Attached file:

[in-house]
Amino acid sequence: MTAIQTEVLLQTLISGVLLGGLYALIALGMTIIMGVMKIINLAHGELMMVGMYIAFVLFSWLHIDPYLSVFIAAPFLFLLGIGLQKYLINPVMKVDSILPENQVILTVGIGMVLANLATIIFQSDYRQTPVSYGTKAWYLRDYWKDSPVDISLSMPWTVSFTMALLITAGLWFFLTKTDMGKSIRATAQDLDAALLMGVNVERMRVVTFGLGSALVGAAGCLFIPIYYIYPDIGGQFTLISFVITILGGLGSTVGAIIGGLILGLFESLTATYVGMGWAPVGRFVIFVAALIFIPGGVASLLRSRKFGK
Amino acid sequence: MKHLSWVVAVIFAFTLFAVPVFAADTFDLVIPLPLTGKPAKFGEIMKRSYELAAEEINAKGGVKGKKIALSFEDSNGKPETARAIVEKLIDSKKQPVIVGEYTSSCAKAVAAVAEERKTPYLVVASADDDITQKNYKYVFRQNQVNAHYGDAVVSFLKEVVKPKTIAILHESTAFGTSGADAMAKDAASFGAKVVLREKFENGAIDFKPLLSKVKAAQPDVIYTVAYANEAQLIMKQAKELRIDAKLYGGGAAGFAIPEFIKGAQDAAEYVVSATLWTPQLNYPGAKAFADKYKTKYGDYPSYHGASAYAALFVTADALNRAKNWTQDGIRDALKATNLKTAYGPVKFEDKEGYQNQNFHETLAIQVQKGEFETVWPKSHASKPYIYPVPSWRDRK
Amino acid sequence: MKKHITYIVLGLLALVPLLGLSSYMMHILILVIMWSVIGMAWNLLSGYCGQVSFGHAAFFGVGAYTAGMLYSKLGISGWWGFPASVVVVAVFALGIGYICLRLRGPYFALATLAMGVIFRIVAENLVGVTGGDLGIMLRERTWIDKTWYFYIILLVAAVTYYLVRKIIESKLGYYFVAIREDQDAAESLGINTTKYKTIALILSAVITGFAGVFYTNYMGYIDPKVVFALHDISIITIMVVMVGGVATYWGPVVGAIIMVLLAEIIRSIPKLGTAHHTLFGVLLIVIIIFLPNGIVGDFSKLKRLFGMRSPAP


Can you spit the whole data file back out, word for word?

[in-house]
Amino acid sequence: MTAIQTEVLLQTLISGVLLGGLYALIALGMTIIMGVMKIINLAHGELMMVGMYIAFVLFSWLHIDPYLSVFIAAPFLFLLGIGLQKYLINPVMKVDSILPENQVILTVGIGMVLANLATIIFQSDYRQTPVSYGTKAWYLRDYWKDSPVDISLSMPWTVSFTMALLITAGLWFFLTKTDMGKSIRATAQDLDAALLMGVNVERMRVVTFGLGSALVGAAGCLFIPIYYIYPDIGGQFTLISFVITILGGLGSTVGAIIGGLILGLFESLTATYVGMGWAPVGRFVIFVAALIFIPGGVASLLRSRKFGK
Amino acid sequence: MKHLSWVVAVIFAFTLFAVPVFAADTFDLVIPLPLTGKPAKFGEIMKRSYELAAEEINAKGGVKGKKIALSFEDSNGKPETARAIVEKLIDSKKQPVIVGEYTSSCAKAVAAVAEERKTPYLVVASADDDITQKNYKYVFRQNQVNAHYGDAVVSFLKEVVKPKTIAILHESTAFGTSGADAMAKDAASFGAKVVLREKFENGAIDFKPLLSKVKAAQPDVIYTVAYANEAQLIMKQAKELRIDAKLYGGGAAGFAIPEFIKGAQDAAEYVVSATLWTPQLNYPGAKAFADKYKTKYGDYPSYHGASAYAALFVTADALNRAKNWTQDGIRDALKATNLKTAYGPVKFEDKEGYQNQNFHETLAIQVQKGEFETVWPKSHASKPYIYPVPSWRDRK
Amino acid sequence: MKKHITYIVLGLLALVPLLGLSSYMMHILILVIMWSVIGMAWNLLSGYCGQVSFGHAAFFGVGAYTAGMLYSKLGISGWWGFPASVVVVAVFALGIGYICLRLRGPYFALATLAMGVIFRIVAENLVGVTGGDLGIMLRERTWIDKTWYFYIILLVAAVTYYLVRKIIESKLGYYFVAIREDQDAAESLGINTTKYKTIALILSAVITGFAGVFYTNYMGYIDPKVVFALHDISIITIMVVMVGGVATYWGPVVGAIIMVLLAEIIRSIPKLGTAHHTLFGVLLIVIIIFLPNGIVGDFSKLKRLFGMRSPAP